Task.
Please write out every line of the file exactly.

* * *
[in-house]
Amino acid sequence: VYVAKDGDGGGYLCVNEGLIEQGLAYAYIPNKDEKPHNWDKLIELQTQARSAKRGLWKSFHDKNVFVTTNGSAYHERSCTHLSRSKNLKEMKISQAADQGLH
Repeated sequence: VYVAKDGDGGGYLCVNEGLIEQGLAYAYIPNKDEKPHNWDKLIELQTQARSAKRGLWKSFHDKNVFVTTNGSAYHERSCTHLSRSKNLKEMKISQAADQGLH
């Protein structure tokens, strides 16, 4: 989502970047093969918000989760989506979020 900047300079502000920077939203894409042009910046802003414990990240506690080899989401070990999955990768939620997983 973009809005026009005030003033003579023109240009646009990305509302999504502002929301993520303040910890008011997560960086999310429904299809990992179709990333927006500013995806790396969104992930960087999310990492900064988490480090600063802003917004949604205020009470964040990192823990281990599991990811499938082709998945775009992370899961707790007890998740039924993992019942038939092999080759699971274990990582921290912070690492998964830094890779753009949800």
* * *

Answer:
[in-house]
Amino acid sequence: VYVAKDGDGGGYLCVNEGLIEQGLAYAYIPNKDEKPHNWDKLIELQTQARSAKRGLWKSFHDKNVFVTTNGSAYHERSCTHLSRSKNLKEMKISQAADQGLH
Repeated sequence: VYVAKDGDGGGYLCVNEGLIEQGLAYAYIPNKDEKPHNWDKLIELQTQARSAKRGLWKSFHDKNVFVTTNGSAYHERSCTHLSRSKNLKEMKISQAADQGLH
């Protein structure tokens, strides 16, 4: 989502970047093969918000989760989506979020 900047300079502000920077939203894409042009910046802003414990990240506690080899989401070990999955990768939620997983 973009809005026009005030003033003579023109240009646009990305509302999504502002929301993520303040910890008011997560960086999310429904299809990992179709990333927006500013995806790396969104992930960087999310990492900064988490480090600063802003917004949604205020009470964040990192823990281990599991990811499938082709998945775009992370899961707790007890998740039924993992019942038939092999080759699971274990990582921290912070690492998964830094890779753009949800």